I am currently studying Diffie-Helman protocol. In my lecture notes I have a generator g=2 and I'm in group $Z_{13}^*$ . There I calculate a remainder cycle from 1 to 12 with $r =g^i \mod 13 \forall i [0,12]$

I do not quite understand the relation between the generator and the group. This is my $Z_{13}^*$: How is the generator in the multiplication group any different from $Z_{13}^+$? • I'm not sure what you're asking. Are you wondering why $g = 2$, a generator of $Z_{13}^*$, is also a generator of $Z_{13}^+$ (it is)? If so, have you considered finding all the generators of $Z_{13}^*$, and all the generators of $Z_{13}^+$? Nov 22 '14 at 11:53
• I don't get the difference between $g$ being generator of $Z_{13}^*$ and $g$ being generator of $Z_{13}^+$ Nov 22 '14 at 12:05
• why are there numbers going up to 18? Nov 22 '14 at 12:33
• The (partial) tables are for the commutative monoid $({\mathbb Z_{13_\text h}},*)$ and the Abelian group $(\mathbb Z_{13_\text h},+)$, where $13_\text h=19$, rather than for what's stated. $\;$ By definition $g$ is a generator of a finite group $(S,\circ)$ iff $g\in S$, and any $x\in S$ can be written as $x=g\circ g\circ\dots g\circ g$, for some number of terms. $\;$ Ascertain what group you are working with (including, most importantly, what the group operation is), and apply that definition.
– fgrieu
Nov 22 '14 at 14:12
• Sorry I posted the wrong pictures; I was working in $Z_{19}$ - I updated the graphics Nov 22 '14 at 16:10

$\mathbb{Z}^*_{13}$ is a group with 12 elements, not 13.
$\mathbb{Z}_{13}$ is a group with 13 elements, using "addition modulo 13" as group law. The neutral element is $0$; the opposite of $4$ is $9$ (because $4 + 9 = 13 = 0 \mod 13$).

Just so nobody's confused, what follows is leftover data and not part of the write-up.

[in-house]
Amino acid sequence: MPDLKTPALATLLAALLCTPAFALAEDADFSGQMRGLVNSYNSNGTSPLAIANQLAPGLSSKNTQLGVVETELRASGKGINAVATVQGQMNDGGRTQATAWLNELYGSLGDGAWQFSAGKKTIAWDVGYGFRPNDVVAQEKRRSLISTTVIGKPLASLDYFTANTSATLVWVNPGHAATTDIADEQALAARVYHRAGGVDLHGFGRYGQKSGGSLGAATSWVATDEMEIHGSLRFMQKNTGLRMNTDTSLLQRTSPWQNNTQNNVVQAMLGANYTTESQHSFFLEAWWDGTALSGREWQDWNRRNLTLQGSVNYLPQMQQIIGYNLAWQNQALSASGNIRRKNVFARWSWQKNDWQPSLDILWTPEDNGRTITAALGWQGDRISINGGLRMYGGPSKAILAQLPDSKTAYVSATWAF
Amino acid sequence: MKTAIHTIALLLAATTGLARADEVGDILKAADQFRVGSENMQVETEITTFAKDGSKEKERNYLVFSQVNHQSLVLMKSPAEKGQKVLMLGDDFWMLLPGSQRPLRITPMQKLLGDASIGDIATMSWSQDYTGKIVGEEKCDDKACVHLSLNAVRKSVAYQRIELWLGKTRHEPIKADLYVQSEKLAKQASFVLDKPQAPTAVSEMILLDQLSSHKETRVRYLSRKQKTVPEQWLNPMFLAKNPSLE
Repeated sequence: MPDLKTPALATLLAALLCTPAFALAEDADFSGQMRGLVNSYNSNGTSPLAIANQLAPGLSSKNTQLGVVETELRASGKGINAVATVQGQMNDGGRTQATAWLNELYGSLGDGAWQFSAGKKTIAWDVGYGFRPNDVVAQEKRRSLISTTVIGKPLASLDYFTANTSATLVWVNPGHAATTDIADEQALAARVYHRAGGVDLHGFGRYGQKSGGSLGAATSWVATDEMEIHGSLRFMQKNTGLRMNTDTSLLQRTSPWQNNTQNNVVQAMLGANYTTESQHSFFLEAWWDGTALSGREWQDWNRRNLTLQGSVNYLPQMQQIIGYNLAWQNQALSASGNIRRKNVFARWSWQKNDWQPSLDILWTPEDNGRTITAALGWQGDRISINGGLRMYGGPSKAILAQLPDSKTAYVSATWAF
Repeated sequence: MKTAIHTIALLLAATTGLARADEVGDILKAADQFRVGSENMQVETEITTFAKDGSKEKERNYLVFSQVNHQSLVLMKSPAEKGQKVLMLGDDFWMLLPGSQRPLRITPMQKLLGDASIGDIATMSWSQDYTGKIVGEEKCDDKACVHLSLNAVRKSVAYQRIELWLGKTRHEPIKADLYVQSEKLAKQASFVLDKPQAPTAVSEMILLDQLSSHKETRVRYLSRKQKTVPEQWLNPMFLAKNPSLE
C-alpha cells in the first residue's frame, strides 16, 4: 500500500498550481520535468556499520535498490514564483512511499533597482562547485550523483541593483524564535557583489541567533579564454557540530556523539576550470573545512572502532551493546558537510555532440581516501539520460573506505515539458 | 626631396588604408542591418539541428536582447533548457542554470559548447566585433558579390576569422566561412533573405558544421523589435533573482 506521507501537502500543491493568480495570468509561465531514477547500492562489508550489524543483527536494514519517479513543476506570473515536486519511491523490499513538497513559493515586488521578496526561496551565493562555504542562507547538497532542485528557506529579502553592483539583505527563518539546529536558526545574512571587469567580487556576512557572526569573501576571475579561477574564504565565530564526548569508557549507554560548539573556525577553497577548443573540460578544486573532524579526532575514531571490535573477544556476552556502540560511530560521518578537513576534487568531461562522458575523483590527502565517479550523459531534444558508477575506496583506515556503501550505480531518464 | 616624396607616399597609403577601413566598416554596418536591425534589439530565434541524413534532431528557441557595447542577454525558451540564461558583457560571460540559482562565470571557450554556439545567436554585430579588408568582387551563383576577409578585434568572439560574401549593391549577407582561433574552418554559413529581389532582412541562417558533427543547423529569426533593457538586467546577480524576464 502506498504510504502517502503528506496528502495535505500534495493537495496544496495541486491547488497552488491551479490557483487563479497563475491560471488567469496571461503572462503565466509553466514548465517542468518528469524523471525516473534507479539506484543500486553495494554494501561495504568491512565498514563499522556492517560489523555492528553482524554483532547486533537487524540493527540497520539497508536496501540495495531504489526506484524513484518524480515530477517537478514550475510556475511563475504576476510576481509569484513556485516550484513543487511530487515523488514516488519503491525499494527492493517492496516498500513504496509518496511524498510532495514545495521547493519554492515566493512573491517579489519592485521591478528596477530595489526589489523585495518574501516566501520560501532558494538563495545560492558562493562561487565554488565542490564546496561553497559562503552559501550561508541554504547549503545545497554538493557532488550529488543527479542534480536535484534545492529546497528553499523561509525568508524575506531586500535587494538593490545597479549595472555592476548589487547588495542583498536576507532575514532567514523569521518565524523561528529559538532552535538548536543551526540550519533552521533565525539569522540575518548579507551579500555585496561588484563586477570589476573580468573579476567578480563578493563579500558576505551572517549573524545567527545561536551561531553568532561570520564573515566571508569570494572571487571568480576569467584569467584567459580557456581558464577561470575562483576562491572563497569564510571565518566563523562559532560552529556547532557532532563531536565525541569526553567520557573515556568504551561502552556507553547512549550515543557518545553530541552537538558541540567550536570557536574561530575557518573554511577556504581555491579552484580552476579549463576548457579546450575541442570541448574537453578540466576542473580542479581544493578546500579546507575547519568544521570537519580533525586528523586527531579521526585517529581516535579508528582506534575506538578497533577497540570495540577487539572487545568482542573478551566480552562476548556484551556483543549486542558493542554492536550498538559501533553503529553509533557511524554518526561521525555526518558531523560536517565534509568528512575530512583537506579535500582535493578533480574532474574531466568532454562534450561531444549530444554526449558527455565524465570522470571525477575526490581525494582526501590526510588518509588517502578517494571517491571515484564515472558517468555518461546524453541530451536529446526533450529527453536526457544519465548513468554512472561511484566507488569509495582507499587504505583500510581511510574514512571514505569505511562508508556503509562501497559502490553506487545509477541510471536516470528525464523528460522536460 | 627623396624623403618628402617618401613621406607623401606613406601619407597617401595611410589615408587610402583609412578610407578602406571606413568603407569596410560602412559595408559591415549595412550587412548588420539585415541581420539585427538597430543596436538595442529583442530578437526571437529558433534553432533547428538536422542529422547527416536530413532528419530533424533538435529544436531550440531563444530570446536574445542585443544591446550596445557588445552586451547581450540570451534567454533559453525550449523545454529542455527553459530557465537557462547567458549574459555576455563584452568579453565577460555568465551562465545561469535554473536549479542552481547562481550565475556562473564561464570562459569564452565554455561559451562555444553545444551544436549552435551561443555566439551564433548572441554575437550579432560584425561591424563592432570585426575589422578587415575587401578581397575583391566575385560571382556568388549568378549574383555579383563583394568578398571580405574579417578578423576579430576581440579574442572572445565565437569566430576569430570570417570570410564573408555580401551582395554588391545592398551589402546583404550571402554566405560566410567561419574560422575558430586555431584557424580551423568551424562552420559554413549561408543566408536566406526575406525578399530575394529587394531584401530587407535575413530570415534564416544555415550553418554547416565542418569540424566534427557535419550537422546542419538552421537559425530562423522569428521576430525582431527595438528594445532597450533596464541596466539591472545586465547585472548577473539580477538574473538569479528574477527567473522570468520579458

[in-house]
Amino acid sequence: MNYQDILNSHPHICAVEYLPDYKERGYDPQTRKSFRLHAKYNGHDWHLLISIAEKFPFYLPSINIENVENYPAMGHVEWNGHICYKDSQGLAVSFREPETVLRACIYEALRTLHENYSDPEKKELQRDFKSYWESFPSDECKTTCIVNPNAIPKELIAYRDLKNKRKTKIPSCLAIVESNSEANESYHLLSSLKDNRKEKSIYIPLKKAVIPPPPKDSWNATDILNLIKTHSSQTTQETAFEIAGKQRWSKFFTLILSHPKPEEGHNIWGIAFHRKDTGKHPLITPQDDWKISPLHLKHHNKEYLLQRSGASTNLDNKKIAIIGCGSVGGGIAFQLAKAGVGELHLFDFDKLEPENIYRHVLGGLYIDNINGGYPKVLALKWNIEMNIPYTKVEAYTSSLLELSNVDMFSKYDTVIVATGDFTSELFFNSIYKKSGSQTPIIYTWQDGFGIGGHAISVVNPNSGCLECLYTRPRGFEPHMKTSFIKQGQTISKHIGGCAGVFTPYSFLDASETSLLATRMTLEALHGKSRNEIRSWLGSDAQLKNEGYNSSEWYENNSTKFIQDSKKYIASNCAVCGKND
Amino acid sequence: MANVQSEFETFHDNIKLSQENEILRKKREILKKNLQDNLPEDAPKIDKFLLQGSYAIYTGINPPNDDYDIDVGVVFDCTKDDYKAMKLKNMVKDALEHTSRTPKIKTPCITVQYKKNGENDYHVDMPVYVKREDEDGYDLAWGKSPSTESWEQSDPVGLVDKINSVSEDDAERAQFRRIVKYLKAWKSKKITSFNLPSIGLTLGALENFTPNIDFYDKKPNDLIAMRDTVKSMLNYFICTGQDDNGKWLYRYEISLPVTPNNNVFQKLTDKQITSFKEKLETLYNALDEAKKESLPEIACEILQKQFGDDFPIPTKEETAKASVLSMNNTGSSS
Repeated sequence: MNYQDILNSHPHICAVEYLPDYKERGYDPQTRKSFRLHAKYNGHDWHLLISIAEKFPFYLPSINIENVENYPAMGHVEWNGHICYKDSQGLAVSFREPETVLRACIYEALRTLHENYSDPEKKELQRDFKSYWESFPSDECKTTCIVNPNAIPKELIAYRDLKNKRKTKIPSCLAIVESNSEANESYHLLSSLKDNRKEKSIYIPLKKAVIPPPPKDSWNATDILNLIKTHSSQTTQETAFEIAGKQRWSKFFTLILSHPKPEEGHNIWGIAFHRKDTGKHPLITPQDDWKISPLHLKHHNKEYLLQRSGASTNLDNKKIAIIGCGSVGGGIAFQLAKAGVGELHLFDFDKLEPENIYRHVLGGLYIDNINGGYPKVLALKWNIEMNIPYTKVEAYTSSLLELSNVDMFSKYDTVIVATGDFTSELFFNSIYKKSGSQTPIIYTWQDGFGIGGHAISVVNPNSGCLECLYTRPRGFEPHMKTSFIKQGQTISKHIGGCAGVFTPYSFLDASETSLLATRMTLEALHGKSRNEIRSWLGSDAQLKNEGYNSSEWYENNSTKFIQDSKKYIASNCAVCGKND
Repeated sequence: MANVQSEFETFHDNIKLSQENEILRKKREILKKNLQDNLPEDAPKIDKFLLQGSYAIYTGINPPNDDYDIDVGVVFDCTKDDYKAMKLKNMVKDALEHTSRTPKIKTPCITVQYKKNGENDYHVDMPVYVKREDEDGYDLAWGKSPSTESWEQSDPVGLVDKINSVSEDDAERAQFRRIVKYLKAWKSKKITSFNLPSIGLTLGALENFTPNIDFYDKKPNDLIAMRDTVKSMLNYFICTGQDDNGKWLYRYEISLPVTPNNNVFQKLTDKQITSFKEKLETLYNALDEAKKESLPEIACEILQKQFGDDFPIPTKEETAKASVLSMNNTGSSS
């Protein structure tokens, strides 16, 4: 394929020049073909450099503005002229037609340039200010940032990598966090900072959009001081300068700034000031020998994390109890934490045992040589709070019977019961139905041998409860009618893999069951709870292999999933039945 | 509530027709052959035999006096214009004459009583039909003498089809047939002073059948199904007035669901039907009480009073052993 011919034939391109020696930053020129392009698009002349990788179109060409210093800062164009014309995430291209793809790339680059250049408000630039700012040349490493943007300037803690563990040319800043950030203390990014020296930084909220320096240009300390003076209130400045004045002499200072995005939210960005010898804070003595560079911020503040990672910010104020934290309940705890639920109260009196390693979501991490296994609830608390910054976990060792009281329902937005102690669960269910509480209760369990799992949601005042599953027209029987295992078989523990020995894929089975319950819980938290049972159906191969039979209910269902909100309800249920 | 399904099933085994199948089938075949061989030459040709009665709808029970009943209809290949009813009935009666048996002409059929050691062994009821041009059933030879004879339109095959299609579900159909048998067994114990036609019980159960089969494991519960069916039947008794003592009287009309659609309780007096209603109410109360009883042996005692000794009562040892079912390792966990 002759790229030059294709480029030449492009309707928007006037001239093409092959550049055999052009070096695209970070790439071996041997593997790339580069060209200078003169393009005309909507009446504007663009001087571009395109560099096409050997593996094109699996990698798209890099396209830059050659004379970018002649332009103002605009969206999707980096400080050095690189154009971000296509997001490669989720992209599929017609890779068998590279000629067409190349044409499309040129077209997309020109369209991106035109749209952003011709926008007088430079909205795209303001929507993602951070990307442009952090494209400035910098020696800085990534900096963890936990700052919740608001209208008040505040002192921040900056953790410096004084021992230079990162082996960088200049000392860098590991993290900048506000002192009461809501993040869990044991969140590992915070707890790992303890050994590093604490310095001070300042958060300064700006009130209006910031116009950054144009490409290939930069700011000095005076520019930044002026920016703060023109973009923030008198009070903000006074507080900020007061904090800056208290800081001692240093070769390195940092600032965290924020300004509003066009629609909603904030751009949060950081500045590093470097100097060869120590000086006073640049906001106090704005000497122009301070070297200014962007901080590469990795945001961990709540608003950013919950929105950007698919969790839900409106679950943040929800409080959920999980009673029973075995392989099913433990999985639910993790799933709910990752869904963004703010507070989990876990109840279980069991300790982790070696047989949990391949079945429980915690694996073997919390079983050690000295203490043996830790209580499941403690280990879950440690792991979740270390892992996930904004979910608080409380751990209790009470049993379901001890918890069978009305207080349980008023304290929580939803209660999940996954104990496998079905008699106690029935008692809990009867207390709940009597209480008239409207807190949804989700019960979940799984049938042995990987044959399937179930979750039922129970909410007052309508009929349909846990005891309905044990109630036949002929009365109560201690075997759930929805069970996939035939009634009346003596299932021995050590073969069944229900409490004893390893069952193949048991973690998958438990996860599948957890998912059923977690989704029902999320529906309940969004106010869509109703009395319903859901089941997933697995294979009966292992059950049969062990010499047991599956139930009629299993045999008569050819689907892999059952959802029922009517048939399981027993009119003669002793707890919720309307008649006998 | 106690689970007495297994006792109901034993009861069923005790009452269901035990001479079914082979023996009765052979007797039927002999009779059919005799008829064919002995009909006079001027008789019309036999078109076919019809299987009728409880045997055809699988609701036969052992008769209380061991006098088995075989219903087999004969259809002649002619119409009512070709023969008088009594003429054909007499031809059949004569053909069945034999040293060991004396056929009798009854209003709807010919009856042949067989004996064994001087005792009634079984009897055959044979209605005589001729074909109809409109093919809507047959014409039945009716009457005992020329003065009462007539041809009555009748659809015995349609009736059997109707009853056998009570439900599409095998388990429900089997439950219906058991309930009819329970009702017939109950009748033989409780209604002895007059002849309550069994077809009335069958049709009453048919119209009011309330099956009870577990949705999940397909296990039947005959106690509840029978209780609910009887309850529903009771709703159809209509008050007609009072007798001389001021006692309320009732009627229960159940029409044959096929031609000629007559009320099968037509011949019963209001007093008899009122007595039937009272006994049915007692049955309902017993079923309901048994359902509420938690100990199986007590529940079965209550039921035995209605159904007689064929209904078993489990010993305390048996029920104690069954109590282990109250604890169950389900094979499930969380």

$\mathbb{Z}^*_{13}$ is a group that uses "multiplication modulo 13" as group law; it contains all the elements that are invertible modulo 13. Since 13 is prime, these are all elements of $\mathbb{Z}_{13}$ except $0$; so you get 12 elements (the integers $1$, $2$,... $12$ modulo $13$). The neutral element is $1$ (multiplying any element by $1$ leaves it unchanged). The opposite (traditionally called "inverse" since the law is called "multiplication") of $4$ is $10$ (because $4\times 10 = 40 = 1 \mod 13$).
A generator for a group is an element $g$ such that applying the law repeatedly on it ultimately yields all the group elements. In $\mathbb{Z}^*_{13}$, $2$ is a generator for the whole group: if you multiply $2$ by $2$ then you get $4$; if you multiply $4$ by $2$ you get $8$; multiply by $2$ again and you get $3$; then $6$, $12$, $11$, $9$, $5$, $10$, $7$, then $1$. You got all 12 elements. On the other hand, $8$ is not a generator for the whole group since it generates only $8$, $12$, $5$ and $1$.